What was your clue?

Alot of people ask me how I knew something wasnt quite right with my heart health. Its hard to answer because Ive suffered with palpitations, chest pain and preventricular contractions for years but they didnt concern the dcotor. They always bother me, especially at night, when laying down and for some reason when Im on my left side. Maybe thats because I have a right bundle branch block? It is a typical sign in Brugada.My EKG also says I have an axis deviation so maybe thats why symptoms can be positional? Who knows? Just speculating

Im asking people what was that main clue, that defining moment when you said “I think I need to see a doctor and talk about this” for me it was when I was on vacation and we went to a waterfall. You have to walk about a half hour down stairs to see the whole thing and get to the bottom to see the beauty of it. But guess what? That means you have to walk UP STAIRS for a half hour. It was also August and very hot. I had just come from horse back riding on a trail for an hour and that takes alot of muscle, strength and stamina. Most think horse back riding is just sitting there lazily doing nothing while the horse moves. Well if your doing it for real, thats not the case. You are controlling the horse with your body, mainly squeezing your legs together as tight as you can around its body to cue the horse what to do. And you kick it in the side to cue it. They weigh around 1200 pounds so you can only imagine how hard of a kick and squeeze you need to do to get this animal to do anything. They probably think a fly landed on them. My point is for one hour I was getting a muscle workout and riding up and down rocky paths. THEN, went right to the waterfall when I was already taxed physically. At the bottom of the waterfall I was already exhausted from riding, being dehydrated and hungry. But the only way out of there was walking up the stairs in the sweltering heat. Every couple of steps my heart was pounding, flipping, turning…I was dizzy and couldnt breathe. I felt weak and faint (fainting is a huge sign in Brugada) but I kept going. I had no choice. 3/4 of the way I just stopped. The kids were leaps and bounds ahead of me but I couldnt move. I was scared to move. What I was feeling in my chest was not right. My husband came over to me and I started crying a little. I knew right then and there something was wrong. There is no reason a 33 year old woman should be reduced to tears because shes afraid to climb any more stairs. I eventually made it to the top and was very close to fainting.I was sweating so much, which causes you to lose electrolytes like potassium, sodium and magnesium, which causes arrythmias. The mix between dehydration, over heating, physical activity and low blood sugar was almost a lethal mix for me but at the same time my cue from my body telling me “get your ass to a doctor ASAP!”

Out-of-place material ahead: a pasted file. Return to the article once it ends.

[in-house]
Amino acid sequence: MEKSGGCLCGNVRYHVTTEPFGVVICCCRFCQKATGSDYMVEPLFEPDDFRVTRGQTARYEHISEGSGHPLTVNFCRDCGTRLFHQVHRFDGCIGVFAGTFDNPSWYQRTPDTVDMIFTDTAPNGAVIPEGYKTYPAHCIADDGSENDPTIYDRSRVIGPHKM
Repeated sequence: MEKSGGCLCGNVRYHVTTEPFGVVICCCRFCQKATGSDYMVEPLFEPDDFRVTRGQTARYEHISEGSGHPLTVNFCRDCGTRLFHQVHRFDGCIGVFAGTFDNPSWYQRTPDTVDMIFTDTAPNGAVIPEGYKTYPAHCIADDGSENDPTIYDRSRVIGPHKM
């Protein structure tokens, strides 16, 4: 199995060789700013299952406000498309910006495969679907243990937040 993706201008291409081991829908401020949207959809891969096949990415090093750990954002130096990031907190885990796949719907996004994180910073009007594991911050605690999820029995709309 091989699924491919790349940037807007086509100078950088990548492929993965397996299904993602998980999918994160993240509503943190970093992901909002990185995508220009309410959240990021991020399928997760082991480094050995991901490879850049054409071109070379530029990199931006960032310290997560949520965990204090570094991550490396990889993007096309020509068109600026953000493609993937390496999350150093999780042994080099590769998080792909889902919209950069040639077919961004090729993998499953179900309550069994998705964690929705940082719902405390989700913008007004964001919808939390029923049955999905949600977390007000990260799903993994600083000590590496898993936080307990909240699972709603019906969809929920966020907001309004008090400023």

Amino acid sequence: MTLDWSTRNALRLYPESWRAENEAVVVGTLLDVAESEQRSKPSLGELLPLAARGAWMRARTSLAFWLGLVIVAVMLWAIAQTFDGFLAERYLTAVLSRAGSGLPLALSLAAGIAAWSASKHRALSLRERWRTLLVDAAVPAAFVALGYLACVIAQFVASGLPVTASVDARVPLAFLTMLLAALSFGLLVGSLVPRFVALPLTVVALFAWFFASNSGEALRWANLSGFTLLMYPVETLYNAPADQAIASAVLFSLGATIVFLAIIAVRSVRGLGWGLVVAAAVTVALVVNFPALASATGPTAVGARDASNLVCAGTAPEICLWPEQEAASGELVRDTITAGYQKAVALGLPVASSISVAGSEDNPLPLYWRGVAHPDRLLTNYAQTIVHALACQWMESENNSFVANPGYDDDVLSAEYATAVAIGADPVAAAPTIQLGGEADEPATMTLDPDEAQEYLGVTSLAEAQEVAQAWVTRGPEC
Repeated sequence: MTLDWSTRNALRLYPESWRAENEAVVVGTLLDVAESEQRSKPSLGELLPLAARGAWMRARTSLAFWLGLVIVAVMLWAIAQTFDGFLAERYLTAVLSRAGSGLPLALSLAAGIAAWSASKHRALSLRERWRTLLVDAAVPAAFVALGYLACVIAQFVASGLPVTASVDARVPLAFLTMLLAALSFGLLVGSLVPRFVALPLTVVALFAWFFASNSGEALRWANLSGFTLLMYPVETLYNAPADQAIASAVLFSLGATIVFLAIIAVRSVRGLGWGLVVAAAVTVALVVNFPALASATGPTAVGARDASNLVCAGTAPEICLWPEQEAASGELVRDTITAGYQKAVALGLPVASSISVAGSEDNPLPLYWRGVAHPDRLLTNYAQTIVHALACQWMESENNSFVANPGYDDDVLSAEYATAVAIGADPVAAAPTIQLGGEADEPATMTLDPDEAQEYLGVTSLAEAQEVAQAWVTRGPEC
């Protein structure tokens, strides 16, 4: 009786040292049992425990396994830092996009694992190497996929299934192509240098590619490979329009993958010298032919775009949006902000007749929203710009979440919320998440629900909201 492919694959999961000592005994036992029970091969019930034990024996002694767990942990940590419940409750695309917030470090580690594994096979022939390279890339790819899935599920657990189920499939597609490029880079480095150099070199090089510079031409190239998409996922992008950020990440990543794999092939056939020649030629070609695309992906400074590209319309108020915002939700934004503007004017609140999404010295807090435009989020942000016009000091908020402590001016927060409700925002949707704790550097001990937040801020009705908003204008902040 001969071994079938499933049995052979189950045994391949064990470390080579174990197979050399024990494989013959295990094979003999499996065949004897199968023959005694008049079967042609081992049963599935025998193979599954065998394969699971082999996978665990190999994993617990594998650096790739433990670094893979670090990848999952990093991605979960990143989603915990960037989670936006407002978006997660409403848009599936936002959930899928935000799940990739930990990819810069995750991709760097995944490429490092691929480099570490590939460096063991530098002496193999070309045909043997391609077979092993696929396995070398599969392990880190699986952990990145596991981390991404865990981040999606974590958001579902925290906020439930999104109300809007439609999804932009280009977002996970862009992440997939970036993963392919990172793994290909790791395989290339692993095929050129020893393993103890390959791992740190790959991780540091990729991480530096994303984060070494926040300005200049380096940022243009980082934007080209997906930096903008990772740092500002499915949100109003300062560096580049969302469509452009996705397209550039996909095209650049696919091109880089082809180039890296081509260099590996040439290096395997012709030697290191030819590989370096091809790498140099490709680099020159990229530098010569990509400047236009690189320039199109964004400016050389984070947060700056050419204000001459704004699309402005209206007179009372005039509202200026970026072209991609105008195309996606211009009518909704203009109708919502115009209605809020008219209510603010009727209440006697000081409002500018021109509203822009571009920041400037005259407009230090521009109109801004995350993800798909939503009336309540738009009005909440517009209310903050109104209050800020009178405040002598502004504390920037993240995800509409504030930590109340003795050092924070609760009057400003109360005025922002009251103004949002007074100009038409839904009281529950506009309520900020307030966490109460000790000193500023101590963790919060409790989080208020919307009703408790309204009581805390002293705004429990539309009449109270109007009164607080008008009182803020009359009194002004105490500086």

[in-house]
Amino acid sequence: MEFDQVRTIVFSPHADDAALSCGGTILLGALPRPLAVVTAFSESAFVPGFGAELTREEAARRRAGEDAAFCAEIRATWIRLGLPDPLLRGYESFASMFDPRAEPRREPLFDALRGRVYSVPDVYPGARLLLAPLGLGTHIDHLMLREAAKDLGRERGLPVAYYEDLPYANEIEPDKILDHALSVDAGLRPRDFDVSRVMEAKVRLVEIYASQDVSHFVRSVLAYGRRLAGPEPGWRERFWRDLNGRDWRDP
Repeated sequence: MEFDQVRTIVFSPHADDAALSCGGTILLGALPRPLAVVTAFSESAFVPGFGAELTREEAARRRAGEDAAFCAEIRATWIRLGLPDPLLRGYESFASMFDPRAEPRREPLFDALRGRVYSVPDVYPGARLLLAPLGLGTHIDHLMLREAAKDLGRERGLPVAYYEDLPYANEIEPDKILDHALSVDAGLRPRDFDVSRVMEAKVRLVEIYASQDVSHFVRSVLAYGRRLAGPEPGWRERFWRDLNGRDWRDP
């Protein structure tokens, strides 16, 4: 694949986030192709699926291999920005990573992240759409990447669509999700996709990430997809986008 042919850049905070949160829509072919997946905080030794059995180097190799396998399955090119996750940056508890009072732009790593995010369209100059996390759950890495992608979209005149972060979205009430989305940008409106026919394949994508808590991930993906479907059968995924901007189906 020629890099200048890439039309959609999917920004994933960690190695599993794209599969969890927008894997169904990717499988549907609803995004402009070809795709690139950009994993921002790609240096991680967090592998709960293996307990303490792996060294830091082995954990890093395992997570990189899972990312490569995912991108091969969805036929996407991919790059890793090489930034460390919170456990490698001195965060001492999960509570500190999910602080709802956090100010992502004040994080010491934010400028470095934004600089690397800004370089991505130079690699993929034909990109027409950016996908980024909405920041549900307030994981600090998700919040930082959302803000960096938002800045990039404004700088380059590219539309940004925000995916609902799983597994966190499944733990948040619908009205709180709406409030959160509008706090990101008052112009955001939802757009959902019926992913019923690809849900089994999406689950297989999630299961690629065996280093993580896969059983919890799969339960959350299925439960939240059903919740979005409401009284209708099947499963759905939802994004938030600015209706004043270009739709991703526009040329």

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7 Comments (+add yours?)

  1. kontjedonder
    Jun 28, 2013 @ 13:42:39

    Hi Alicia,
    It’s like reading my own story! My symptoms (same as yours) were there for 2 years and they were documented during a 24h and 4h Holterresearch (portable ECG) and still the cardiologist in my own (Dutch) hospital (highly recommended on cardiology!) weren’t able to diagnose.
    A cardiologist in UZ Gent (Begium) did an electrofysiology test and then found out that my aritmea were frequent and there were dangerous ones too. The ajmaline test signed the Brugada syndrome.